St Caian's Church, Tregaian

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St Caian's Church, Tregaian
The 14th-century window at the east end of the church
St Caian's Church, Tregaian is located in Anglesey
St Caian's Church, Tregaian
St Caian's Church, Tregaian
Location in Anglesey
Coordinates: 53°17′30″N 4°19′30″W / 53.291621°N 4.324948°W / 53.291621; -4.324948
OS grid reference SH 451 797
Location Tregaian, Anglesey
Country Wales, United Kingdom
Denomination Church in Wales
History
Dedication St Caian
Architecture
Status Church
Functional status Active
Heritage designation Grade II*
Designated 12 May 1970
Style Medieval
Specifications
Length 40 ft 6 in (12.3 m)
Width 14 ft 6 in (4.4 m)
Materials Rubble masonry
Administration
Parish Llangefni with Tregaean with Llanddyfnan (Talwrn)
Deanery Malltraeth
Archdeaconry Bangor
Diocese Diocese of Bangor
Province Province of Wales
Clergy
Priest in charge J Ashley-Roberts[1]

St Caian's Church, Tregaian (sometimes referred to St Caean's Church, Tregaean) is a small medieval church dating from the 14th century in Anglesey, north Wales. It is dedicated to St Caian, a Christian from the 5th or 6th century about whom little is known. The building contains a late 14th-century east window and a late 15th-century doorway. The churchyard contains the grave of William ap Howel, who died in 1581 at the age of 105, leaving over forty children between the ages of 8 and 89 and over three hundred living descendants.

The church is still used for worship by the Church in Wales, and is one of three churches in a combined parish. It is a Grade II* listed building, a national designation given to "particularly important buildings of more than special interest",[2] in particular because it is regarded as "an excellent late Medieval rural church".[3]

History and location[edit]

The date of construction of the first Christian building on this site is unknown. The church is dedicated to St Caian, a Christian from the 5th or 6th century, about whom little is known. One manuscript says that his father was St Caw, a king in northern Britain who lost his lands and sought safety in Anglesey, where the ruler Maelgwn Gwynedd gave him land in the north-east of the island, the district known as Twrcelyn.[4][5] If Caian was a son of St Caw, then his sisters included St Cwyllog, who established the nearby church of St Cwyllog, Llangwyllog, in the 6th century.[6][7] Other manuscripts say that he was active in the 5th century and was a son or grandson of Brychan, a king from south Wales.[5][8]

Caian gives his name to the hamlet of Tregaian in which the church is situated: the Welsh word tref (shortened here to tre) means "settlement", and "‑gaian" is a modified form of the saint's name – i.e. "Caian's settlement".[9] Tregaian is about 2.5 miles (4.0 km) north of Llangefni, the county town of Anglesey, and the church is in the countryside by a small road.[10]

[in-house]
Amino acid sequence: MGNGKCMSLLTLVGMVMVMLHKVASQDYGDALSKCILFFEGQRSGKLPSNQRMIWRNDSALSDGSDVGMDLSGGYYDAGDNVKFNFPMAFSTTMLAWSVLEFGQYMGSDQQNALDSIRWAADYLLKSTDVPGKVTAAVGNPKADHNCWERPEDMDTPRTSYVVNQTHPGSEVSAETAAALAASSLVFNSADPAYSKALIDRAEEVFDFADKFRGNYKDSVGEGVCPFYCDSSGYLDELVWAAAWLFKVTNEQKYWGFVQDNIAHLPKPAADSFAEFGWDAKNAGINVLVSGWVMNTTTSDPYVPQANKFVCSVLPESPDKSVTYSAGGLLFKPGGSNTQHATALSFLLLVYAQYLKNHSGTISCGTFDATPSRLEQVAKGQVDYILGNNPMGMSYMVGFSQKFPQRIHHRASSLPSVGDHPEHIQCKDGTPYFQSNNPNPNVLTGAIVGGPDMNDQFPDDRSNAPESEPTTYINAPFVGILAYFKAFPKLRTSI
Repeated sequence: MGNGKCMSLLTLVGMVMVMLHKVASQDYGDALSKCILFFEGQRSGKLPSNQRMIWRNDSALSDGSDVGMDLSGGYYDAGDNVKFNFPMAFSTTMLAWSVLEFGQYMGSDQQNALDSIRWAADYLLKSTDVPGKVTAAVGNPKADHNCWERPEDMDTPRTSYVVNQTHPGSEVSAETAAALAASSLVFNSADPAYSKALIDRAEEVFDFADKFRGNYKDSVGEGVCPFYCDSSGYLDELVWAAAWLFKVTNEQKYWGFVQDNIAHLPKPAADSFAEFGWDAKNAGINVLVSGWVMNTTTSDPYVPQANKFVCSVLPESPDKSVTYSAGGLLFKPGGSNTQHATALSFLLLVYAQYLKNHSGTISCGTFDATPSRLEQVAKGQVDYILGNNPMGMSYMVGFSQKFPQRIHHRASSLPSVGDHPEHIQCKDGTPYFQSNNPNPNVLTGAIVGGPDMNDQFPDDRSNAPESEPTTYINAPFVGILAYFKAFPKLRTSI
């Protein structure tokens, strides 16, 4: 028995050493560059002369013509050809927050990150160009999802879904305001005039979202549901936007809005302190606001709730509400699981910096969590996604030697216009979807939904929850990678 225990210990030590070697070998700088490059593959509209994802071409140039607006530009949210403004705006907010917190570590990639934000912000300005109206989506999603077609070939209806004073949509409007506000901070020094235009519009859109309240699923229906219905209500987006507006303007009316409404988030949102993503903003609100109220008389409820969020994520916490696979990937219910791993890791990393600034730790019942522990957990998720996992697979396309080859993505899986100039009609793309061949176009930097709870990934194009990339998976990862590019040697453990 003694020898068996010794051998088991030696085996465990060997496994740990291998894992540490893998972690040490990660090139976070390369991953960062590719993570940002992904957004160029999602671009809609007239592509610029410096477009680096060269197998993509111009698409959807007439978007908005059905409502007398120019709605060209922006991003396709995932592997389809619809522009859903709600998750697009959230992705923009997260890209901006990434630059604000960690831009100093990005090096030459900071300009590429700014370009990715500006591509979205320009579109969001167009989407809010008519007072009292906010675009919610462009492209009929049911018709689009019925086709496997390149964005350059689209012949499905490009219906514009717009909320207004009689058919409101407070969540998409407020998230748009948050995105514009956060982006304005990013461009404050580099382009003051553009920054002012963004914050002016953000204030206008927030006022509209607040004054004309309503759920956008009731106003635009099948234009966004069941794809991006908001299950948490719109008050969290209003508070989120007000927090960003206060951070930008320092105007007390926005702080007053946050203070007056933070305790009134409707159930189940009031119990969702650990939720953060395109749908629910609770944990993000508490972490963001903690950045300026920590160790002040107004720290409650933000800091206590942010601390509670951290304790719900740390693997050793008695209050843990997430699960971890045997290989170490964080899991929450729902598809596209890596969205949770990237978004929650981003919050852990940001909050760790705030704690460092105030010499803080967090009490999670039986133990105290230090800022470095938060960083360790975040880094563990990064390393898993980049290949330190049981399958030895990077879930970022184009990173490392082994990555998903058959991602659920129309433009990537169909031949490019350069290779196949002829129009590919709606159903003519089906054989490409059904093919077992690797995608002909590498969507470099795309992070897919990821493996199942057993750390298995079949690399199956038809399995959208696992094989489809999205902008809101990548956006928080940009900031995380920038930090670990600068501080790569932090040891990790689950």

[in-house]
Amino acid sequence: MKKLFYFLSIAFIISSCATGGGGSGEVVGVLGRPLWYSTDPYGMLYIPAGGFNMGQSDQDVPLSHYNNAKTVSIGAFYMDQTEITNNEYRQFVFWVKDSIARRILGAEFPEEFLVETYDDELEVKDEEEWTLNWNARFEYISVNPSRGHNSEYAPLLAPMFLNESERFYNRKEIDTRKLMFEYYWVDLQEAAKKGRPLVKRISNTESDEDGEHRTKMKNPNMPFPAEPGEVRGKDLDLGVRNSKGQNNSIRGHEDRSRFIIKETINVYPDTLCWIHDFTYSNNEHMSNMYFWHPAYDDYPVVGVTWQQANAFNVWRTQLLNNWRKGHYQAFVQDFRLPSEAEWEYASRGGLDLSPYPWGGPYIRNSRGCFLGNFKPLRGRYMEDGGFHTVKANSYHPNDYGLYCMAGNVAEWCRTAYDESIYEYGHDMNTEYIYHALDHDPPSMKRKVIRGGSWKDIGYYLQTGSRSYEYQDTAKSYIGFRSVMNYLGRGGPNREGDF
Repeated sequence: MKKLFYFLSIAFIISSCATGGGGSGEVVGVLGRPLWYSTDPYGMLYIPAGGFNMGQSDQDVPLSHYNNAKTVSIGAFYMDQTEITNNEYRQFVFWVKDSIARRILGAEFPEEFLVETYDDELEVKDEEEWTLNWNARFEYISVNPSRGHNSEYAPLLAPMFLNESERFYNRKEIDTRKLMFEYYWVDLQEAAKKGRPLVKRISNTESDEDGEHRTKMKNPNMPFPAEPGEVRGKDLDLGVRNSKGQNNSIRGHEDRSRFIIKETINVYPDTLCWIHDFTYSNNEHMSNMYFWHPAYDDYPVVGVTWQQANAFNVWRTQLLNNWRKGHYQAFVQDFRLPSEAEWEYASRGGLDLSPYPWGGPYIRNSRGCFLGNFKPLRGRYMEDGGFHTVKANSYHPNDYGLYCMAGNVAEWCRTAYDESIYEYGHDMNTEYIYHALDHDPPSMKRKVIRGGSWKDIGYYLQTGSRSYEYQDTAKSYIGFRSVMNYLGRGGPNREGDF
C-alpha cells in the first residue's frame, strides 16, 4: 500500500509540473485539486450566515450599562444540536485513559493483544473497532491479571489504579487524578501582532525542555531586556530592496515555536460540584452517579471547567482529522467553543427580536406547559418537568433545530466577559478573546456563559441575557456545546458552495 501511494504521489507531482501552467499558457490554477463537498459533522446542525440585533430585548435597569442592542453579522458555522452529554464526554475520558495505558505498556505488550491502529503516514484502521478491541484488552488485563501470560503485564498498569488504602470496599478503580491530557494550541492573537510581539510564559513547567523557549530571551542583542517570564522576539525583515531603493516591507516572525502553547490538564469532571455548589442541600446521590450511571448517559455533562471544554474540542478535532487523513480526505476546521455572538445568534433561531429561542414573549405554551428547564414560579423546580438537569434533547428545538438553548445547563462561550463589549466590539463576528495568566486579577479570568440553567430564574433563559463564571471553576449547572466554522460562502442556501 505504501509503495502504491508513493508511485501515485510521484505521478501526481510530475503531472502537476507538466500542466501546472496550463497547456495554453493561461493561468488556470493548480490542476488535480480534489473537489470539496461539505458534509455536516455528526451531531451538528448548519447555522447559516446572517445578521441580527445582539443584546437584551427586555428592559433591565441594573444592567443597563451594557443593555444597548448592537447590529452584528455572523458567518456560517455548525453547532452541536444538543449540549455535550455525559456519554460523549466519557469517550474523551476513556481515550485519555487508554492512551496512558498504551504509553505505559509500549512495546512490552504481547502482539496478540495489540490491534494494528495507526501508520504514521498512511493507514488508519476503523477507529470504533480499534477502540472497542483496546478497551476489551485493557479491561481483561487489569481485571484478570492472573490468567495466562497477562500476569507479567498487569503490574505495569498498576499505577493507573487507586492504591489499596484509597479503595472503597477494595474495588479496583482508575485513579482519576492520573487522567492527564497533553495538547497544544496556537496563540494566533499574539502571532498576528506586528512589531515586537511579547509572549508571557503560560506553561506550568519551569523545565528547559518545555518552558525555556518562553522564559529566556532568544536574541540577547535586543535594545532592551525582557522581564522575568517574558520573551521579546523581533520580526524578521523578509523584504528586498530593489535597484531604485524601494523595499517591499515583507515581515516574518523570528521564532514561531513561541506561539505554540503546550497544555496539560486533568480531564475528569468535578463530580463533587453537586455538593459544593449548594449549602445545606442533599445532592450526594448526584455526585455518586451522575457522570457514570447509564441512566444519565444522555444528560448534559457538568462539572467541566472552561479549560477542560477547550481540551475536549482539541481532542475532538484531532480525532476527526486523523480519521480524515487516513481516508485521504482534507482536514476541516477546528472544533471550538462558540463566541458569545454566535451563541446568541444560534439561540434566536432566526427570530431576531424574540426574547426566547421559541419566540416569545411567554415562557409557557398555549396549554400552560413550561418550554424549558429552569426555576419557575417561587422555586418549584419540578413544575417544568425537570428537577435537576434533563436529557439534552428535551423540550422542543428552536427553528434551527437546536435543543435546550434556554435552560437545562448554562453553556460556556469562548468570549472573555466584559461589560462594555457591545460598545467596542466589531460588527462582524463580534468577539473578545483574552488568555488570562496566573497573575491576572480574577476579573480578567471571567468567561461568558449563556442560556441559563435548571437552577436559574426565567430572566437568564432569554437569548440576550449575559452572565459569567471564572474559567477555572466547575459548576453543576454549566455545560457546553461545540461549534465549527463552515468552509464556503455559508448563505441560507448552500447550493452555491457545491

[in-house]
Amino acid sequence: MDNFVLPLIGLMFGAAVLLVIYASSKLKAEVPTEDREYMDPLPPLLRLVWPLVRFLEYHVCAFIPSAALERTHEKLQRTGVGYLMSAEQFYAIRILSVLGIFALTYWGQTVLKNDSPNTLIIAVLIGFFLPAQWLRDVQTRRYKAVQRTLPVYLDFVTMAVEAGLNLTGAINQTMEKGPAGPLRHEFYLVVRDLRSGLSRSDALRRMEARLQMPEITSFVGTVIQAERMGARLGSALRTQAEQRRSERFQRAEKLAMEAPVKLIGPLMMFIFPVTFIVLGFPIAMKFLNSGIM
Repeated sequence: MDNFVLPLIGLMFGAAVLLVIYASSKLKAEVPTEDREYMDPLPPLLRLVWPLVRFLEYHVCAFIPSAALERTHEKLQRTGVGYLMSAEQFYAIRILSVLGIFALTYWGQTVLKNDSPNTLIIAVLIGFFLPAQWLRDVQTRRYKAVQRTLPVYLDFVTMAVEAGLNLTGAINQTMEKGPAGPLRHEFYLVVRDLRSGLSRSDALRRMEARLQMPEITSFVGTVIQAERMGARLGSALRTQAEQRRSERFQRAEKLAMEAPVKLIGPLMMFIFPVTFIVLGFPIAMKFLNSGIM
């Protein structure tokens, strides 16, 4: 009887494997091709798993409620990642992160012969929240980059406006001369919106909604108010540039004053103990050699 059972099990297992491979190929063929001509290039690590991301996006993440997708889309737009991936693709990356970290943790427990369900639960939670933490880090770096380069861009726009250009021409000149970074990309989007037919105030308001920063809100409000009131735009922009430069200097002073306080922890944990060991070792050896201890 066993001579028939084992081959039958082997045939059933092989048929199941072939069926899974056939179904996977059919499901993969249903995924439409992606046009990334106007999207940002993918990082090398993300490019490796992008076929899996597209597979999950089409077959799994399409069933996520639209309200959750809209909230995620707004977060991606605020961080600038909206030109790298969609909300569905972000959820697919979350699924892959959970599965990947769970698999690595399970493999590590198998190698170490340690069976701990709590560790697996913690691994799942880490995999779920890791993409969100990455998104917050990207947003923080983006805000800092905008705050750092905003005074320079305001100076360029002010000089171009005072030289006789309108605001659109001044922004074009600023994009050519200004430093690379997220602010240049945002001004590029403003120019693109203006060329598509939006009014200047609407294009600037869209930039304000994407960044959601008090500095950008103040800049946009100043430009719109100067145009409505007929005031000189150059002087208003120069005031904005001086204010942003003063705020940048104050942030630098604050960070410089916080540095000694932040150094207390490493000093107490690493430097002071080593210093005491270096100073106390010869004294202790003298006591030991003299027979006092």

The present church is medieval, dating from the latter part of the 14th century, which is the period given to the east window. The doorway is from the late 15th century, the roof from the end of the 16th or beginning of the 17th century, and the nave windows and the panelling of the pulpit are from the 17th century.[3] It is still used for worship by the Church in Wales, as one of three churches in the combined benefice of Llangefni with Tregaean with Llanddyfnan (Talwrn).[1] It is within the deanery of Malltraeth, the archdeaconry of Bangor and the Diocese of Bangor.[11] As of 2013, the priest in charge of the parish is the Reverend J Ashley-Roberts.[1]

Architecture and fittings[edit]

The church is built from rubble masonry. The roof, which is made from slate, has a stone bellcote at the west end. Entrance is through the doorway on the south side, from the late 15th century; it has decorated surrounds and a square frame. There is no structural division between the nave (where the congregation sit) and the chancel (where the altar is located) apart from a single step up into the chancel.[3] The church is about 40 feet 6 inches (12.3 m) long by 14 feet 6 inches (4.4 m) wide.[12] The east window, from the late 14th century, is set in a pointed arch with decorative edging.[3] It has stained glass from 1916 depicting Christ crowning a knight with the words "Well done thou good and faithful servant / Take unto you the whole armour of God."[3][13] There are two pairs of square-headed windows in the south wall, dating from the 17th century. On the north side of the church, a second entrance was blocked up in the late 19th century, and there is one pair of square-headed windows, also from the 17th century; there is also a small window at the west end of the church, from the 17th or 18th century. The beams of the roof can be seen from inside the church. Behind the altar is a panelled reredos from the 19th century.[3]